(3)
The amortization of acquired intangible assets per diluted share presented above are net of the income tax benefit of $0.09 and $0.02 for the three months ended September 30, 2016 and 2015, respectively, and $0.23 and $0.05 for the nine months ended September 30, 2016 and 2015, respectively.




PART I
FINANCIAL INFORMATION

ITEM 1. Financial Statements.
CENTENE CORPORATION AND SUBSIDIARIES
CONSOLIDATED BALANCE SHEETS
(In millions, except share data)
 
September 30, 2016
 
December 31, 2015
 
(Unaudited)
 
 
ASSETS
 
 
 
Current assets:
 
 
 
Cash and cash equivalents
$
2,982

 
$
1,760

Premium and related receivables
3,445

 
1,279

Short term investments
406

 
176

Other current assets
922

 
390

Total current assets
7,755

 
3,605

Long term investments
4,568

 
1,927

Restricted deposits
137

 
115

Property, software and equipment, net
725

 
518

Goodwill
4,730

 
842

Intangible assets, net
1,566

 
155

Other long term assets
153

 
177

Total assets
$
19,634

 
$
7,339

 
 
 
 
LIABILITIES AND STOCKHOLDERS’ EQUITY
 

 
 

Current liabilities:
 

 
 

Medical claims liability
$
3,767

 
$
2,298

Accounts payable and accrued expenses
3,187

 
976

Return of premium payable
651

 
207

Unearned revenue
573

 
143

Current portion of long term debt
845

 
5

Total current liabilities
9,023

 
3,629

Long term debt
3,744

 
1,216

Other long term liabilities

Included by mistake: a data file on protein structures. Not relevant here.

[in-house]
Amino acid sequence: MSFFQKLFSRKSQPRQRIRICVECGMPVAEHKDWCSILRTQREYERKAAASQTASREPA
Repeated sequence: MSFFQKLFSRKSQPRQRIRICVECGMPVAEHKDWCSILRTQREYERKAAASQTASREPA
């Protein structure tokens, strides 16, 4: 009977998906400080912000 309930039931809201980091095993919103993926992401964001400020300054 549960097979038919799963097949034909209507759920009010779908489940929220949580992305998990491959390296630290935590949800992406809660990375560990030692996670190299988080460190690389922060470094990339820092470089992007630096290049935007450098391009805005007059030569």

995

 
170

Total liabilities
13,762

 
5,015

Commitments and contingencies


 


Redeemable noncontrolling interests
148

 
156

Stockholders’ equity:
 

 
 

Preferred stock, $0.001 par value; authorized 10,000,000 shares; no shares issued or outstanding at September 30, 2016 and December 31, 2015

 

Common stock, $0.001 par value; authorized 400,000,000 shares; 176,467,825 issued and 170,860,752 outstanding at September 30, 2016, and 126,855,477 issued and 120,342,981 outstanding at December 31, 2015

 

Additional paid-in capital
4,154

 
956

Accumulated other comprehensive earnings (loss)
46

 
(10
)
Retained earnings
1,655

 
1,358

Treasury stock, at cost (5,607,073 and 6,512,496 shares, respectively)
(145
)
 
(147
)
Total Centene stockholders’ equity
5,710

 
2,157

Noncontrolling interest
14

 
11

Total stockholders’ equity
5,724

 
2,168

Total liabilities and stockholders’ equity
$
19,634

 
$
7,339

The accompanying notes to the consolidated financial statements are an integral part of these statements. 

1


CENTENE CORPORATION AND SUBSIDIARIES
CONSOLIDATED STATEMENTS OF OPERATIONS
(In millions, except share data)
(Unaudited)
 
Three Months Ended September 30,
 
Nine Months Ended September 30,
 
2016
 
2015
 
2016
 
2015
Revenues:
 
 
 
 
 
 
 
Premium
$
9,625

 
$
4,983

 
$
25,299

 
$
13,974

Service
590

 
480

 
1,603

 
1,434

Premium and service revenues
10,215

 
5,463

 
26,902

 
15,408

Premium tax and health insurer fee